Investing in The Bahamas: Beyond the sandy beaches
July 6, 2023
Investing in The Bahamas may be worth a second look with current economic developments stimulating an impressive post-Covid recovery. The Bahamas has a long history of generating GDP through high-end tourism and offshore banking. Since the turn of the decade, the Bahamas has had to deal with a number of challenges, including a decline from $13.06B to $9.5B in GPD during Covid. With post-Covid return in 2022 to $12.9B.
Investing in the Bahamas: A historic overview
The island nation continues to actively position itself as a hub for cryptocurrency investors. The government is also looking to monetise some of its glorious natural assets by exploring sustainability initiatives, such as launching a blue carbon credit scheme.
The impact of COVID-19 on the investment climate in the Bahamas
We spoke to partners at our firm in The Bahamas Kreston Bahamas, Pretino Albury and Sean Rolle, about these developments. Kreston Bahamas joined the network in 2021 and have already referred considerable business to the network. Pretino comments,
“Since the COVID-19 lockdown, The Bahamas has experienced notable economic growth, particularly in the tourism sector, which has historically been the largest industry in the country. Despite the initial challenges posed by the pandemic, the gradual easing of travel restrictions and the successful implementation of health and safety protocols have played a crucial role in reviving the tourism sector. The positive momentum in the tourism sector has had a ripple effect on other industries, such as hospitality, transportation, and retail, contributing to the overall economic growth and recovery of The Bahamas. This recovery has yielded an estimated growth rate of 2% (according to the International Monetary Fund (IMF)) after a decline in 2020 due to the COVID-19 outbreak.”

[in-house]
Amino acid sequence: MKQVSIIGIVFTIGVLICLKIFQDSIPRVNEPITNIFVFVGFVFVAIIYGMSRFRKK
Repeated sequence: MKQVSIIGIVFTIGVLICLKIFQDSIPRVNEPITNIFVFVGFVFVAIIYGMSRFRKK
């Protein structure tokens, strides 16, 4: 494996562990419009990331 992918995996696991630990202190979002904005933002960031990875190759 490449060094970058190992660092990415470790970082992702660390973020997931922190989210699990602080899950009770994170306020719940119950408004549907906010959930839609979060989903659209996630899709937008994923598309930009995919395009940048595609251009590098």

It is no surprise, then, to see growth in Kreston Bahamas across tourism, leisure and hospitality, construction, and retail. Unsurprisingly Covid has left a mark on how tourism businesses want to operate. Clients want the assurance that they can rely on outsourced services to navigate through challenging times, such as business closures, by easily turning them on and off as needed. Pretino comments, “Covid has changed the business landscape. Now there is a focus on outsourcing back-office functions with a ‘white glove service’ approach. Clients want to feel that they can survive the shock of closure by easily turning suppliers off when they don’t need them.”